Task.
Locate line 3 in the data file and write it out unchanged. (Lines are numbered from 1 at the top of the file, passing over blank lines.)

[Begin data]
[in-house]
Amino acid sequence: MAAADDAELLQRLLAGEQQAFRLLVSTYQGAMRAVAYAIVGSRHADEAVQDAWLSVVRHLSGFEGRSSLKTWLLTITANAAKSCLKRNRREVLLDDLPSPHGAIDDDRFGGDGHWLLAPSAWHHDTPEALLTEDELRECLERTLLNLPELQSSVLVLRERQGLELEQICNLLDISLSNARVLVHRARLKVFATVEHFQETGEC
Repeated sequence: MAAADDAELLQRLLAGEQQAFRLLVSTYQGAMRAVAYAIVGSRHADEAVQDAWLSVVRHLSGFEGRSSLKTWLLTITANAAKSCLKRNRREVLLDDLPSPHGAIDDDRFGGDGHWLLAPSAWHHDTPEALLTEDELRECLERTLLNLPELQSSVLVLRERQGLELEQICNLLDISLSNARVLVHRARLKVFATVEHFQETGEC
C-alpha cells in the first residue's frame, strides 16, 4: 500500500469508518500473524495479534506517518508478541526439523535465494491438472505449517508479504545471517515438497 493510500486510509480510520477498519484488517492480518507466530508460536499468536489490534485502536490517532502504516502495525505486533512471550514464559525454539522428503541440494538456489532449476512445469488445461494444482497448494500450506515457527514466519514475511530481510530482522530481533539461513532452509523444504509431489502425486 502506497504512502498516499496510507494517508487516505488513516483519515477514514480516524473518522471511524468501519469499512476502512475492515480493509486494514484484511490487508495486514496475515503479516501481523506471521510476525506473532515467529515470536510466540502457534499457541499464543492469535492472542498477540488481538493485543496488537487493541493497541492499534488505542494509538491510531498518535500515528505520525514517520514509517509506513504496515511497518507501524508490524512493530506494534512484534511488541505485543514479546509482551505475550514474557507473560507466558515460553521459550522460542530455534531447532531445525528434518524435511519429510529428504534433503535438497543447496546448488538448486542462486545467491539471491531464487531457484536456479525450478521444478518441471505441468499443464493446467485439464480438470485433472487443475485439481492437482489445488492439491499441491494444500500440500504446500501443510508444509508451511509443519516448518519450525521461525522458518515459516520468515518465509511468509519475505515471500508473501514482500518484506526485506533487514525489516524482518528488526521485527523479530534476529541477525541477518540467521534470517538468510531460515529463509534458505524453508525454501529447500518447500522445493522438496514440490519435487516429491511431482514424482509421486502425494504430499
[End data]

Repeated sequence: MAAADDAELLQRLLAGEQQAFRLLVSTYQGAMRAVAYAIVGSRHADEAVQDAWLSVVRHLSGFEGRSSLKTWLLTITANAAKSCLKRNRREVLLDDLPSPHGAIDDDRFGGDGHWLLAPSAWHHDTPEALLTEDELRECLERTLLNLPELQSSVLVLRERQGLELEQICNLLDISLSNARVLVHRARLKVFATVEHFQETGEC